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Ehlers Danlos Syndrome

The diagnosis of Ehlers Danlos syndrome classic type is established by family history and clinical examination. Diagnostic criteria were developed in 1997 by a medical advisory group from the Ehlers Danlos Foundation in the USA and the Ehlers Danlos Support Group in the UK.

The combination of the first three major diagnostic criteria has high specificity for classic Ehlers Danlos. The presence of one or more minor criteria contributes to the diagnosis of Ehlers Danlos syndrome, but is not sufficient to establish the diagnosis.

Major diagnostic criteria for the classic type of Ehlers Danlos Syndrome:

  • Skin hyperextensibility should be tested at a site not subjected to mechanical forces or scarring, such as the volar surface of the forearm. It is measured by pulling up the skin until resistance is felt.
  • Widened atrophic scars is a manifestation of tissue fragility
  • Joint hypermobility affects both large and small joints, and is usually noted when a child begings to walk. It depends on age, gender, family and ethnicity.
  • Positive Family History

Minor diagnostic criteria for the classic type of EDS:

  • Smooth, velvety skin
  • Molluscoid pseudotumors which are fleshy protuberances associated with scars over pressure points such as the elbows and knees
  • Subcutaneous spheroids which are small, cyst-like, hard shot-like nodules, freely moveable in the subcutis over the bony prominences of the legs and arms.
  • Complications of joint hypermobility such as sprains, dislocations & subluxations
  • Muscle hypotonia
  • Easy bruising
  • Manifestations of tissue extensibility and fragility such as hiatal hernia and anal prolapse
  • Surgical complications such as postoperative hernias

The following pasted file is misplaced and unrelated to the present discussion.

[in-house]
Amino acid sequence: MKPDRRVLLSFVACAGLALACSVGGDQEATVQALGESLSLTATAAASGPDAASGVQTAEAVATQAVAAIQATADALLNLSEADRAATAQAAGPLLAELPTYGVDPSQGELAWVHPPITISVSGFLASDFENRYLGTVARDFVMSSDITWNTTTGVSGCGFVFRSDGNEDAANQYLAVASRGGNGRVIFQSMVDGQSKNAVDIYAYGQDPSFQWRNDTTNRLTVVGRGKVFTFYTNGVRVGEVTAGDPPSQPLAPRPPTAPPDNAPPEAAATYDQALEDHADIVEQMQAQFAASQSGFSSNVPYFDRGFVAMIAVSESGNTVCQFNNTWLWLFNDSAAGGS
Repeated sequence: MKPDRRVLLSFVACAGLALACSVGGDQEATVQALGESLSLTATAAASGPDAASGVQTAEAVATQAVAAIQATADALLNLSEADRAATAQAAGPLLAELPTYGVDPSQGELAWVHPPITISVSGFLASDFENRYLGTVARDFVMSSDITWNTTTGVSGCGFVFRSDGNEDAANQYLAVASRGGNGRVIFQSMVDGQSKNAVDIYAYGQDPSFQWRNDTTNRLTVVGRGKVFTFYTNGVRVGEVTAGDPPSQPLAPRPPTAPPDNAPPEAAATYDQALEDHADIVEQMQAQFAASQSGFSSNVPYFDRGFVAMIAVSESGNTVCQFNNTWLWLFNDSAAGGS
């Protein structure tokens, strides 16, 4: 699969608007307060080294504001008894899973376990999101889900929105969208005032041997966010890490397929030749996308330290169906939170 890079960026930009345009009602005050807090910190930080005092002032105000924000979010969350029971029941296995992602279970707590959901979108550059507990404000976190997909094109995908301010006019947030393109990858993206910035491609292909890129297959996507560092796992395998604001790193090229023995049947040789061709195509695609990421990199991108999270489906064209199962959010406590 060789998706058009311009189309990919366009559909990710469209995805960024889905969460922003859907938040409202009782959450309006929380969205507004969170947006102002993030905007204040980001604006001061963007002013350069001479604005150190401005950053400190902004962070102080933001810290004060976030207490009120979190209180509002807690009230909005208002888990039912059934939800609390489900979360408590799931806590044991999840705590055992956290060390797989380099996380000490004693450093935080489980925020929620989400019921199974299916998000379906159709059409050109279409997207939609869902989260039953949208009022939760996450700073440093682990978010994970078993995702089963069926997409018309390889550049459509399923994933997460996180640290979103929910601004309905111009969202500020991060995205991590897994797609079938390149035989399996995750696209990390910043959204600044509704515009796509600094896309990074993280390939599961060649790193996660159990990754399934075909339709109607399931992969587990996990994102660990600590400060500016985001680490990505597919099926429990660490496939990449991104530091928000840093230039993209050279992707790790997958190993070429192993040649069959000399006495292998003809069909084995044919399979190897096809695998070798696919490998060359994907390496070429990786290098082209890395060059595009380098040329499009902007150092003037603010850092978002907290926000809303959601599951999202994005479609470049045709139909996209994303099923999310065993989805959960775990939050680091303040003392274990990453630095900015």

Ehlers Danlos syndrome, classic type, is inherited in an autosomal dominant manner. It is estimated that approximately 50% of affected individuals have inherited the disease-causing mutation from an affected parent, and approximately 50% of affected individuals have a de novo disease-causing mutation. Each child of an affected individual has a 50% chance of inheriting the mutation. Prenatal testing for pregnancies at increased risk may be possible for families in which the disease-causing mutation has been identified in an affected family member.

The diagnosis of Ehlers Danlos syndrome, classic type is established by family history and clinical examination. Quantitative and qualitative studies of type V collagen chains are usually not useful in confirming a diagnosis. At least 50% of individuals with classic Ehlers Danlos syndrome have an identifiable mutation in COL5A1 (46%) or COL5A2 (4%), the genes encoding type V collagen; however, this number may be an underestimate, since no prospective molecular studies of COL5A1 and COL5A2 have been performed in a clinically well-defined group.

Molecular testing can be used to establish the diagnosis in a proband, but it is complicated by the large number of exons in the coding sequences and the wide distribution of mutations. When a clinical diagnosis of classic EDS is suspected, it is recommended to begin with gene sequencing of the COL5A1 gene since most individuals with classic EDS harbor a unique mutation in this gene, which introduces a premature termination codon and nonsense-mediated decay of mRNA. When no COL5A1 mutation is found, sequence analysis of COL5A2 should be performed. If sequence analysis of both COL5A1 and COL5A2 genes does not identify a causal variant in a person with the phenotype of classic Ehlers Danlos syndrome, it may be necessary to obtain a skin biopsy for COL5A1 null allele test and biochemical testing.

The COL5A1 null allele test determines if the individual is heterozygous for one of several COL5A1 polymorphic exonic markers in gDNA and then establishes at the cDNA level whether both alleles are expressed. If only one of the two COL5A1 alleles is present in cDNA, it is assumed that the absent allele is null.

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